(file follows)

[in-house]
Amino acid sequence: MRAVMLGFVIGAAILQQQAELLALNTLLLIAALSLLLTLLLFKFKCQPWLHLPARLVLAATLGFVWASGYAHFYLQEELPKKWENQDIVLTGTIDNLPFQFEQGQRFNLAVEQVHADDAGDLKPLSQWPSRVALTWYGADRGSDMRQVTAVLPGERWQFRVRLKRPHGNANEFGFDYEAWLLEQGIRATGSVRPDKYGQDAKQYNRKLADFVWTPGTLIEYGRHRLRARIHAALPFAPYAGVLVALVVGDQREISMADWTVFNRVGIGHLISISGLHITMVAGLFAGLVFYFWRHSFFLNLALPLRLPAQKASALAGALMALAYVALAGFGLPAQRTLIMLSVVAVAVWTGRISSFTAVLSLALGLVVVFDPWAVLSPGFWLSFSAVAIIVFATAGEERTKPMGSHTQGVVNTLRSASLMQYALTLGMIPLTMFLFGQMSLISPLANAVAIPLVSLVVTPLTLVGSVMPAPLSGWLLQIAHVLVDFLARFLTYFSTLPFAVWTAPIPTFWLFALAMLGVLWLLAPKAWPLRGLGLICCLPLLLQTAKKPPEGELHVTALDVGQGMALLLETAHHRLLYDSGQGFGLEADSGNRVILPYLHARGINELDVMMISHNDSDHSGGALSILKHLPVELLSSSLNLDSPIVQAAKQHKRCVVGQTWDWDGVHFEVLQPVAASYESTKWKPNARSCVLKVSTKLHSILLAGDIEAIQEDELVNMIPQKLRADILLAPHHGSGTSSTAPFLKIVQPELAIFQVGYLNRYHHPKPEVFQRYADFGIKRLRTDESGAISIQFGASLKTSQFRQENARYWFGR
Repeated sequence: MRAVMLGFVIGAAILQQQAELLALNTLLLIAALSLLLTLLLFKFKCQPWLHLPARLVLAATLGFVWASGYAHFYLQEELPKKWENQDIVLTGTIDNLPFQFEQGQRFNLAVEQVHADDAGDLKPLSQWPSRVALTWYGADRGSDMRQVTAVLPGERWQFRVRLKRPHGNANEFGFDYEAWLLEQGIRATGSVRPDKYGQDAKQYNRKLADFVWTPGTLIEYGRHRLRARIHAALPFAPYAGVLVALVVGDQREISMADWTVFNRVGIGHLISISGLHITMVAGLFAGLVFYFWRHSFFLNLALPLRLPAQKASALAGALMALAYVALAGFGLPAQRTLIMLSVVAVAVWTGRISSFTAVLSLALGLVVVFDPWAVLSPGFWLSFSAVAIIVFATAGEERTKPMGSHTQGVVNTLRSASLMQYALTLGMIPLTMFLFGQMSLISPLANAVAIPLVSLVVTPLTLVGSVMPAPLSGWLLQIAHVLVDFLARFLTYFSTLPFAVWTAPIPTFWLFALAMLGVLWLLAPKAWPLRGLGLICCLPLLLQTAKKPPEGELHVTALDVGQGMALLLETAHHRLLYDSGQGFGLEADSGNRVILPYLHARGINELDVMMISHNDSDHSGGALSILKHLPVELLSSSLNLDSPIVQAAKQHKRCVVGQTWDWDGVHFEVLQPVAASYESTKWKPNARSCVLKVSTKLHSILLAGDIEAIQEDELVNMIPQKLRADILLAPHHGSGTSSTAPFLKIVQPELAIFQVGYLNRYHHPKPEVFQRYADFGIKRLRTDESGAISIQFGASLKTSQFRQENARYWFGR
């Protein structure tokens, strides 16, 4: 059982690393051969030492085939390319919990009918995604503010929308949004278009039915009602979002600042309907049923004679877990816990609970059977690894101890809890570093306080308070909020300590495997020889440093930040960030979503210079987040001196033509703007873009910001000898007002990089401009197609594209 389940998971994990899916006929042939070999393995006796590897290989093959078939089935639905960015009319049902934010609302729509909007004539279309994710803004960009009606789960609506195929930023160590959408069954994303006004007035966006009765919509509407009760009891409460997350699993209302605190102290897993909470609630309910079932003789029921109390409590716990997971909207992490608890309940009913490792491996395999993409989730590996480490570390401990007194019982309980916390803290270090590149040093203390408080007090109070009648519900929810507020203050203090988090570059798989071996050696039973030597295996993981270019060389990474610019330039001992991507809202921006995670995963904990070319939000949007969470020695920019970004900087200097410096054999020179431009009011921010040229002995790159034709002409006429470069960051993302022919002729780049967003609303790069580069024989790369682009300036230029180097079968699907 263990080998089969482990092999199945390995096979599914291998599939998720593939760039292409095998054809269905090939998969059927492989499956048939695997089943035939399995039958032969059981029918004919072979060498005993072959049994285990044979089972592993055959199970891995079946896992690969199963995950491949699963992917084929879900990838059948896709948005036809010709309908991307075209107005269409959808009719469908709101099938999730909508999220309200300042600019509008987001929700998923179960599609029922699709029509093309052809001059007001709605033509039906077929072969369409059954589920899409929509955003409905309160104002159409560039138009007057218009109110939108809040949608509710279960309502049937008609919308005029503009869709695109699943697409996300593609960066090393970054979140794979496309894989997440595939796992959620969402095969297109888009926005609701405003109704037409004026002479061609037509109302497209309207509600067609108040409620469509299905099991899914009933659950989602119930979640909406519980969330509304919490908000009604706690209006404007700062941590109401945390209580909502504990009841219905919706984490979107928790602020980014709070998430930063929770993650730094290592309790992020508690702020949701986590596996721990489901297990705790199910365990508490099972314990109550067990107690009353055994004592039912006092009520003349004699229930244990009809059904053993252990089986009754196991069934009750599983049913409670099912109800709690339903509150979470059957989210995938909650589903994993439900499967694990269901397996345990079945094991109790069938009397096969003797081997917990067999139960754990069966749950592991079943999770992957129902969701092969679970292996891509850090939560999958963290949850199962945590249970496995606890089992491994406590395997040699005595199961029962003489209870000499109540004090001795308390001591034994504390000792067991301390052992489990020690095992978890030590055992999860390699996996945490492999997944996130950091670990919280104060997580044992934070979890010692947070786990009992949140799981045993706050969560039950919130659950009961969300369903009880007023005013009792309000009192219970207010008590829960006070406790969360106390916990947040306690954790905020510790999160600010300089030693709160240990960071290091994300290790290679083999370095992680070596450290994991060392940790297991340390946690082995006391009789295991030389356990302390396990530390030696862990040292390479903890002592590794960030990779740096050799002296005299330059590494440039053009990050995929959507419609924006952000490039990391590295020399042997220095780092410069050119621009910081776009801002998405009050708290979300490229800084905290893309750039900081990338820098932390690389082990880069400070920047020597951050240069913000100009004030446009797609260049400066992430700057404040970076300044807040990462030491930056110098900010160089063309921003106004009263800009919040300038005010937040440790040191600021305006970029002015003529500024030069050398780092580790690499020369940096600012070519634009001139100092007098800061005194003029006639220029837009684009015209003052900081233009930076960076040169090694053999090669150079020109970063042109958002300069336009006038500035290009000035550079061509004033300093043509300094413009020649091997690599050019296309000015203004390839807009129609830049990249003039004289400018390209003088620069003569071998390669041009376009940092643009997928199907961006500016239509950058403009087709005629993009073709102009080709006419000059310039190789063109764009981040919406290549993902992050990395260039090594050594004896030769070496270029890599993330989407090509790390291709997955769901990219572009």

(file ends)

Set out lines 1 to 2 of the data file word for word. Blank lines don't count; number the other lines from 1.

[in-house]
Amino acid sequence: MRAVMLGFVIGAAILQQQAELLALNTLLLIAALSLLLTLLLFKFKCQPWLHLPARLVLAATLGFVWASGYAHFYLQEELPKKWENQDIVLTGTIDNLPFQFEQGQRFNLAVEQVHADDAGDLKPLSQWPSRVALTWYGADRGSDMRQVTAVLPGERWQFRVRLKRPHGNANEFGFDYEAWLLEQGIRATGSVRPDKYGQDAKQYNRKLADFVWTPGTLIEYGRHRLRARIHAALPFAPYAGVLVALVVGDQREISMADWTVFNRVGIGHLISISGLHITMVAGLFAGLVFYFWRHSFFLNLALPLRLPAQKASALAGALMALAYVALAGFGLPAQRTLIMLSVVAVAVWTGRISSFTAVLSLALGLVVVFDPWAVLSPGFWLSFSAVAIIVFATAGEERTKPMGSHTQGVVNTLRSASLMQYALTLGMIPLTMFLFGQMSLISPLANAVAIPLVSLVVTPLTLVGSVMPAPLSGWLLQIAHVLVDFLARFLTYFSTLPFAVWTAPIPTFWLFALAMLGVLWLLAPKAWPLRGLGLICCLPLLLQTAKKPPEGELHVTALDVGQGMALLLETAHHRLLYDSGQGFGLEADSGNRVILPYLHARGINELDVMMISHNDSDHSGGALSILKHLPVELLSSSLNLDSPIVQAAKQHKRCVVGQTWDWDGVHFEVLQPVAASYESTKWKPNARSCVLKVSTKLHSILLAGDIEAIQEDELVNMIPQKLRADILLAPHHGSGTSSTAPFLKIVQPELAIFQVGYLNRYHHPKPEVFQRYADFGIKRLRTDESGAISIQFGASLKTSQFRQENARYWFGR